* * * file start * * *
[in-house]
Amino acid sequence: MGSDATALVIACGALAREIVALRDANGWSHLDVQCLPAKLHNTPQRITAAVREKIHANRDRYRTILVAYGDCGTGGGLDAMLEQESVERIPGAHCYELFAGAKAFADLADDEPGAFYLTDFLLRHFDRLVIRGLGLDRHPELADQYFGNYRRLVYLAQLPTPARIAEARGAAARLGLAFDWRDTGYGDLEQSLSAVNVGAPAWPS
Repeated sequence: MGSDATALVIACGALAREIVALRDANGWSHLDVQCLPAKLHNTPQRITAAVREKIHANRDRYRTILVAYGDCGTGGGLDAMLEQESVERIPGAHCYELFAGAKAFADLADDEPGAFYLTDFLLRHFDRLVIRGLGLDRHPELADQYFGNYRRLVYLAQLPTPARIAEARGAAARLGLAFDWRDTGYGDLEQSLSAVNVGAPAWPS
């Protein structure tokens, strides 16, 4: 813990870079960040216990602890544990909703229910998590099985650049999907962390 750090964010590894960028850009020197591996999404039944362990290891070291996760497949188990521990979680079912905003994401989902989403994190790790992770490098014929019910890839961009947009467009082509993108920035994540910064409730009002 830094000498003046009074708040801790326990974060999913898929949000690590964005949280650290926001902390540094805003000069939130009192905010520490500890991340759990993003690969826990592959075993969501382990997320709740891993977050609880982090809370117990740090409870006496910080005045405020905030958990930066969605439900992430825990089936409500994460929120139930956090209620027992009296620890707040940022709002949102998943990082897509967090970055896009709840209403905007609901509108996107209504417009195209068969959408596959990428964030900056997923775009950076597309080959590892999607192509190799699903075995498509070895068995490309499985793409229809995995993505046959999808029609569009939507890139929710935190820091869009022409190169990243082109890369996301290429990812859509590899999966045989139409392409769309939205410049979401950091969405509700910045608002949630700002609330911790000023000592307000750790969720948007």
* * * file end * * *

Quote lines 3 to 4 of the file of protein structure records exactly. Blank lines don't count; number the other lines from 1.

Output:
Repeated sequence: MGSDATALVIACGALAREIVALRDANGWSHLDVQCLPAKLHNTPQRITAAVREKIHANRDRYRTILVAYGDCGTGGGLDAMLEQESVERIPGAHCYELFAGAKAFADLADDEPGAFYLTDFLLRHFDRLVIRGLGLDRHPELADQYFGNYRRLVYLAQLPTPARIAEARGAAARLGLAFDWRDTGYGDLEQSLSAVNVGAPAWPS
């Protein structure tokens, strides 16, 4: 813990870079960040216990602890544990909703229910998590099985650049999907962390 750090964010590894960028850009020197591996999404039944362990290891070291996760497949188990521990979680079912905003994401989902989403994190790790992770490098014929019910890839961009947009467009082509993108920035994540910064409730009002 830094000498003046009074708040801790326990974060999913898929949000690590964005949280650290926001902390540094805003000069939130009192905010520490500890991340759990993003690969826990592959075993969501382990997320709740891993977050609880982090809370117990740090409870006496910080005045405020905030958990930066969605439900992430825990089936409500994460929120139930956090209620027992009296620890707040940022709002949102998943990082897509967090970055896009709840209403905007609901509108996107209504417009195209068969959408596959990428964030900056997923775009950076597309080959590892999607192509190799699903075995498509070895068995490309499985793409229809995995993505046959999808029609569009939507890139929710935190820091869009022409190169990243082109890369996301290429990812859509590899999966045989139409392409769309939205410049979401950091969405509700910045608002949630700002609330911790000023000592307000750790969720948007």